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War Talk Provides Cover Fire

Focus on Iraq draws attention from the economy.

September 24, 2002|JAMES P. PINKERTON | James P. Pinkerton writes a column for Newsday in New York.

The Bush administration dominates the news every time it says anything about its prospective war with Iraq. As an example, the "strategy" document released Friday, calling for preemptive action against terror, was mostly a rehash of the president's speech of June 1. And yet discussion of its particulars dominated the weekend, as other news was mostly buried.

And maybe that's the real brilliance of the Bushies--changing the subject away from the economy, stupid.

Consider: The Dow Jones industrial average fell below 8,000 last week and closed Monday at 7,872. Just Sunday, Peregrine Systems, a San Diego-based software company, filed for bankruptcy. As an example of the cratering in high tech, Peregrine sold off a subsidiary unit for $350 million after having paid $1 billion for that same unit in August 2001. Speaking of lost billions, WorldCom revealed last week that it probably misreported $9 billion in revenue, not $7 billion. Meanwhile, leading economic indicators and housing starts have fallen for three months in a row. Finally, oil prices went above $30 a barrel Monday, up 40% since the start of the year.

If this news seems secondary, maybe there's a reason for that. But not a good reason, according to Sen. Robert C. Byrd (D-W.Va.). The octogenarian legislator offered his own explanation on the Senate floor Friday: "The president was dropping in the polls and the domestic situation was such that the administration was appearing to be much like the emperor who had no clothes." Speaking in his usual flowery prose, Byrd described the coming of "the war fervor, the drums of war, the bugles of war, the clouds of war."

Was there a sudden surge of war threat to match the surge of war talk? Not in Byrd's view: "I sat in on some of the secret briefings, and nobody from the administration has been able to answer the question: Why now?" And yet even if the military threat of Iraq has been hazy, the political impact of eclipsing the economy has been quite clear. "What has that done to the president's polls?" Byrd asked, and then answered: "Seventy percent."

Perhaps Byrd is too cynical. But economic concerns may yet punch through. That's the message of an article in the Sept. 23 issue of Barron's, the Wall Street-oriented weekly, which speculated on the cost of war, describing four economic scenarios: "the good, the bad, the ugly and the horrible."

The good scenario estimates war outlays at $200 billion. That's more red ink atop a deficit already projected to be more than $300 billion in both fiscal years 2002 and 2003. The other scenarios--bad, ugly, horrible--revolve mostly around recession-producing oil price and interest rate spikes, spikes that could become new, higher plateaus. So maybe the Bush administration is wise to keep shifting discussion from the home front to the war front.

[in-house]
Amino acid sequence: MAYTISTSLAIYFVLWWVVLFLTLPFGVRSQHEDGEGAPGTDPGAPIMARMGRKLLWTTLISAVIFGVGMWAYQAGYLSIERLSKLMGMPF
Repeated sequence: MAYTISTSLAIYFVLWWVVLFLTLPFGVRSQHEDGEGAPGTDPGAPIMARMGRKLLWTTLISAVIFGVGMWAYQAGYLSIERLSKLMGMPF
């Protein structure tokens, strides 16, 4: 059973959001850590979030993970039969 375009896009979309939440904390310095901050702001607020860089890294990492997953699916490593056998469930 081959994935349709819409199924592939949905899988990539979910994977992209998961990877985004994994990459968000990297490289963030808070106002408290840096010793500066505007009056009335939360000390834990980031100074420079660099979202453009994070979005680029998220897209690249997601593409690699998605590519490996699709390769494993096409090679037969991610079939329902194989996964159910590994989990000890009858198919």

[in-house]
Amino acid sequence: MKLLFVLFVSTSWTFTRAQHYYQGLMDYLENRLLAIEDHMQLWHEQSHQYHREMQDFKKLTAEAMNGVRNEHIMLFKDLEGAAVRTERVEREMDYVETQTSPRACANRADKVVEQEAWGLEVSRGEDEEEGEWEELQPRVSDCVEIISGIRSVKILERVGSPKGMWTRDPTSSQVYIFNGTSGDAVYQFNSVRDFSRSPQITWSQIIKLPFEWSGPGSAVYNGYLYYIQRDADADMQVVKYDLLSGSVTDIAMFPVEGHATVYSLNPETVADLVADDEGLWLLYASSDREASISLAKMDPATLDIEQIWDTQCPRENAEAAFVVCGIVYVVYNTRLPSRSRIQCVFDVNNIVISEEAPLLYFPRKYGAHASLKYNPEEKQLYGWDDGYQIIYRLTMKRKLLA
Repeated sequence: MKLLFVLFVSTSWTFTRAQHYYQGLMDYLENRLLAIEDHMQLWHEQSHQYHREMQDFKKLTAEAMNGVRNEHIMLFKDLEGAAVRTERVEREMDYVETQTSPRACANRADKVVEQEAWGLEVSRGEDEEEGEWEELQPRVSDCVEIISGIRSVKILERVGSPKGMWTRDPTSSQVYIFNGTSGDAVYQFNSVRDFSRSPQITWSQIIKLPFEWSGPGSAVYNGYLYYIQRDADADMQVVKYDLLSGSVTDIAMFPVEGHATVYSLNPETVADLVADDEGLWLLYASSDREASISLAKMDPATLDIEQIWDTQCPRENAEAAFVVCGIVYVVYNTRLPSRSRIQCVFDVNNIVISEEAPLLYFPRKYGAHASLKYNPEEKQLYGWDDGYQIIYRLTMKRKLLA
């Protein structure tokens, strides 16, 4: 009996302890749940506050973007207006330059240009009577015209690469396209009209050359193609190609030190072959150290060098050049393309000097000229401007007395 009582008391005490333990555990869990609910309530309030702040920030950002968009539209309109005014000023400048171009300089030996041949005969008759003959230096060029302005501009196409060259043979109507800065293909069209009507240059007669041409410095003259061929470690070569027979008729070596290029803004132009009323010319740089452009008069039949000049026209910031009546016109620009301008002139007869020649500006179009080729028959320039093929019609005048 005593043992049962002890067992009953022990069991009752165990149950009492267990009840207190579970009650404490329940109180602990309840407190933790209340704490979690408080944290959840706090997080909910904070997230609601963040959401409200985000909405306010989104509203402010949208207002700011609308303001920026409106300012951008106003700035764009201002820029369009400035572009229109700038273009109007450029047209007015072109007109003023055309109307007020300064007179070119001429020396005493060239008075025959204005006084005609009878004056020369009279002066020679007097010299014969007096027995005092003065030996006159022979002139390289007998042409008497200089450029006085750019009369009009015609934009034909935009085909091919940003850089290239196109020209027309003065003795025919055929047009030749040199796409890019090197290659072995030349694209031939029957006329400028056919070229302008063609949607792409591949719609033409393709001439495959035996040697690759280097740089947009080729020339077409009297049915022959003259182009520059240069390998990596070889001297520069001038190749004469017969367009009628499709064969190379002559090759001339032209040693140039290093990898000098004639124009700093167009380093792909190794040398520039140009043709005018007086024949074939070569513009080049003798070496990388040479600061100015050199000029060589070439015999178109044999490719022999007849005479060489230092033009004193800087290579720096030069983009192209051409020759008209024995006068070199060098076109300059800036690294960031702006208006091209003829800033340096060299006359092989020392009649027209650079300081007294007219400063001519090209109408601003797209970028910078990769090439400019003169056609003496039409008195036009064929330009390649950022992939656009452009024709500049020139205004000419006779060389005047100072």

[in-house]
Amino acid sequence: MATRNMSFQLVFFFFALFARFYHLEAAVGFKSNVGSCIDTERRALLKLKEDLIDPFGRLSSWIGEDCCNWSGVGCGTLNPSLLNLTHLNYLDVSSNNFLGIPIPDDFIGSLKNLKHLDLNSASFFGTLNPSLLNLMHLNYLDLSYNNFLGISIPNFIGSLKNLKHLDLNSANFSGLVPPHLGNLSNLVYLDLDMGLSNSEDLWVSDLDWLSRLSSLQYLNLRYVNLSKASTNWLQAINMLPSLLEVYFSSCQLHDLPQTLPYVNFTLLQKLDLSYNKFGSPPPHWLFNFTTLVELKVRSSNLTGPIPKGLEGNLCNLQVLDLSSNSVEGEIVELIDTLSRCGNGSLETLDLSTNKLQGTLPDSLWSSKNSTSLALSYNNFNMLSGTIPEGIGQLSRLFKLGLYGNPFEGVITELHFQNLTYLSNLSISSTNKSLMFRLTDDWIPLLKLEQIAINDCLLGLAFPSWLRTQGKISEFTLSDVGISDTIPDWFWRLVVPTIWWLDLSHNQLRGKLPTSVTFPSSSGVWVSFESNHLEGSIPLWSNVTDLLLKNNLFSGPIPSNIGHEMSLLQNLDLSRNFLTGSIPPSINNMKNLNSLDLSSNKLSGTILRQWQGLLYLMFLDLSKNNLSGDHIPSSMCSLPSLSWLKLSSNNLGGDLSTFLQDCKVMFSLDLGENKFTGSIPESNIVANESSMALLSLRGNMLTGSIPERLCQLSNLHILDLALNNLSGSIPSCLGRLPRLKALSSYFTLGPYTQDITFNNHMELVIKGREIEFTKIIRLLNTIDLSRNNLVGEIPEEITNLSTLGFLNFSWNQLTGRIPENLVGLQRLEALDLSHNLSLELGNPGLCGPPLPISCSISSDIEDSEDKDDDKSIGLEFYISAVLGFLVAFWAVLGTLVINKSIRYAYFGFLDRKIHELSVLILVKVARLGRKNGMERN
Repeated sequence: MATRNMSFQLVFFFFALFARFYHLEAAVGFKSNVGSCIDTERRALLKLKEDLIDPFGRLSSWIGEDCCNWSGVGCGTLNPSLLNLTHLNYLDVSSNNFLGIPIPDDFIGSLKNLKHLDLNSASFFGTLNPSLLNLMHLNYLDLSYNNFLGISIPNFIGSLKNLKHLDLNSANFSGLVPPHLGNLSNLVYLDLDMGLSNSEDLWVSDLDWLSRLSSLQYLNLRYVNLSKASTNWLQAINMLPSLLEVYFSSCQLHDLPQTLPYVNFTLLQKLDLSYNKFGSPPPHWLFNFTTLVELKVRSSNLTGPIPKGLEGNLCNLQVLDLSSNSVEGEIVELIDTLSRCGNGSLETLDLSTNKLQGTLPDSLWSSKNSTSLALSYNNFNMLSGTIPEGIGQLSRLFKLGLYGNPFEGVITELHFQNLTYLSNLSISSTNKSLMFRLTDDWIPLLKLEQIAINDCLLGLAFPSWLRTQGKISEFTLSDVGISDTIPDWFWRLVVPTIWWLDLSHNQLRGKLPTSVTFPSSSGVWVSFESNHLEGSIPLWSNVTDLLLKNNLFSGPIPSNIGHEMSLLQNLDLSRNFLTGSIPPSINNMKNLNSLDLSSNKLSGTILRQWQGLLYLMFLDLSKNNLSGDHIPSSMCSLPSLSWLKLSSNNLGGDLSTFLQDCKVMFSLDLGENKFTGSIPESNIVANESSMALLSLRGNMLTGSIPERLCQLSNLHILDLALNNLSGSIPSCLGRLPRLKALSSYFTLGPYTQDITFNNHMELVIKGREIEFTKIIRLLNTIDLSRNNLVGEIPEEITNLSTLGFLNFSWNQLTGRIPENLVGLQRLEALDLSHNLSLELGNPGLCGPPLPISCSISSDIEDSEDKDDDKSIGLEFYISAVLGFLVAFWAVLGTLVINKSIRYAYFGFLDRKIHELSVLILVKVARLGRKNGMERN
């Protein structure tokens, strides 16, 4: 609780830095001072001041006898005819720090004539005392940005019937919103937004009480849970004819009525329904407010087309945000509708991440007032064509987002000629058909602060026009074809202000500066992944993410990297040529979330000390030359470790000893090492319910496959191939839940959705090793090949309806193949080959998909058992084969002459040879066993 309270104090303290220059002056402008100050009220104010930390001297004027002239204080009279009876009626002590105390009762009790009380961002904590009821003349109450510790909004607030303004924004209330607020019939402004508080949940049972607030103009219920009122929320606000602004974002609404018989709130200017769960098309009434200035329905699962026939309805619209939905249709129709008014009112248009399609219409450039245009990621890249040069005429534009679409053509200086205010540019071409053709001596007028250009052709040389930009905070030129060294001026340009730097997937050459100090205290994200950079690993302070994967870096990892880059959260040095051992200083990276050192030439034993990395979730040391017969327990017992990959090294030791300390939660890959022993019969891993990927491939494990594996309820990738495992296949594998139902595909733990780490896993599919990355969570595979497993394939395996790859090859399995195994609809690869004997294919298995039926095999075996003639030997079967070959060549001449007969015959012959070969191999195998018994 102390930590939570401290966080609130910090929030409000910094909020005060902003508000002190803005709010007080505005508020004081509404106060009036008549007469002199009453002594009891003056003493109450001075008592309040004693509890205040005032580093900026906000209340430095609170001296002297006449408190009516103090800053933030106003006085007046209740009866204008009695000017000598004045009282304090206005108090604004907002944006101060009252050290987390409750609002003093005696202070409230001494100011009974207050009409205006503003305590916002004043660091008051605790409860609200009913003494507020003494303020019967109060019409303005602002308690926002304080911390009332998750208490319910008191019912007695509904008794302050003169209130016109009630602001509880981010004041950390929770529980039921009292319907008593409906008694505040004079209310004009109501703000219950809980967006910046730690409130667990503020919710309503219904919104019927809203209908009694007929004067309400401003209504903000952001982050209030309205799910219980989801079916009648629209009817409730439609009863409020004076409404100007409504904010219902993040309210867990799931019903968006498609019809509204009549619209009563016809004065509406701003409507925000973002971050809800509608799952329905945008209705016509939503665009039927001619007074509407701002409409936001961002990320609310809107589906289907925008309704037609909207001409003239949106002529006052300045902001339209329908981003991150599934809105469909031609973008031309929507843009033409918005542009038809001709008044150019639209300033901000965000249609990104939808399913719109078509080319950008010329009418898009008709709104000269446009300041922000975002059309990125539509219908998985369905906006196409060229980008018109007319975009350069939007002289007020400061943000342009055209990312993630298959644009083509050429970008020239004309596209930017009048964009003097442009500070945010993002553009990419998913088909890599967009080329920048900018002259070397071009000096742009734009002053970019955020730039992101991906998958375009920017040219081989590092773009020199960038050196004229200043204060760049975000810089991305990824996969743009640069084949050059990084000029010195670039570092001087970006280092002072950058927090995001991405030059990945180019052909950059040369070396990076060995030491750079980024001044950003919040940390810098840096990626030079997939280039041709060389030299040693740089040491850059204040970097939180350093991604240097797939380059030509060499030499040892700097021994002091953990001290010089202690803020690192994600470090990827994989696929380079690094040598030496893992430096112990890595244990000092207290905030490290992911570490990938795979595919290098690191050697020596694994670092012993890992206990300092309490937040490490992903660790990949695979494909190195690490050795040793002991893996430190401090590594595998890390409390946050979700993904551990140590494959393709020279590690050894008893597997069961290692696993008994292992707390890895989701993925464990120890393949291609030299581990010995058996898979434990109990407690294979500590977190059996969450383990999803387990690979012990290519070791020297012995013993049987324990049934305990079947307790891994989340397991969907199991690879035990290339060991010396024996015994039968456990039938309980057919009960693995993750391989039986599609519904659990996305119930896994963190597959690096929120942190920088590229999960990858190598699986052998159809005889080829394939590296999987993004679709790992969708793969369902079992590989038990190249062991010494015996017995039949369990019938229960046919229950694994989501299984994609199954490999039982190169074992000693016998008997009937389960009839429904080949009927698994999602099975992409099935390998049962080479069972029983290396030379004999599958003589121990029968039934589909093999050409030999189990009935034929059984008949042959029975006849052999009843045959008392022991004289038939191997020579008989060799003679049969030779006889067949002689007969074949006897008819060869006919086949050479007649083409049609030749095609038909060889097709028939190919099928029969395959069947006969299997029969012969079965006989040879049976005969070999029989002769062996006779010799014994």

In a story placed prominently in Monday's Financial Times, National Security Advisor Condoleezza Rice pledged that the U.S. will be "completely devoted" to the democratic reconstruction of Iraq. That sounds nice to foreign-policy wonks--although such "nation-building" has yet to be budgeted.

But the Rice story succeeded in at least one mission. It was more visible than another story in that paper, a piece that normally might generate chills among economy-minded Americans: Foreign investment into the U.S. fell from $301 billion in 2000 to $125 billion in 2001. Even more ominously, a worldwide corporate survey showed that China, not the U.S., is the most attractive country for future investment.

But is it really a surprise that capital markets are shying away from a nation that's preoccupied with starting a foreign war?

To be sure, if American military action produces a safer world, the "investment" in fighting will be worthwhile. But, as Byrd said, there's been no sudden development in Iraq. Indeed, the developments seem to be everywhere but Iraq. As House Intelligence Committee Chairman Porter J. Goss (R-Fla.) said over the weekend, 70,000 anti-American terrorists are loose in the world, their numbers increasing by 2,000 every month. How will a U.S. occupation of Baghdad affect those baddies and their bad plans?

Bush believes, rightly, that defense trumps dollars. But if he miscalculates national security, he will also fail at economic security.

And then the nation will be less safe, not to mention less prosperous. And eventually, Americans will notice.

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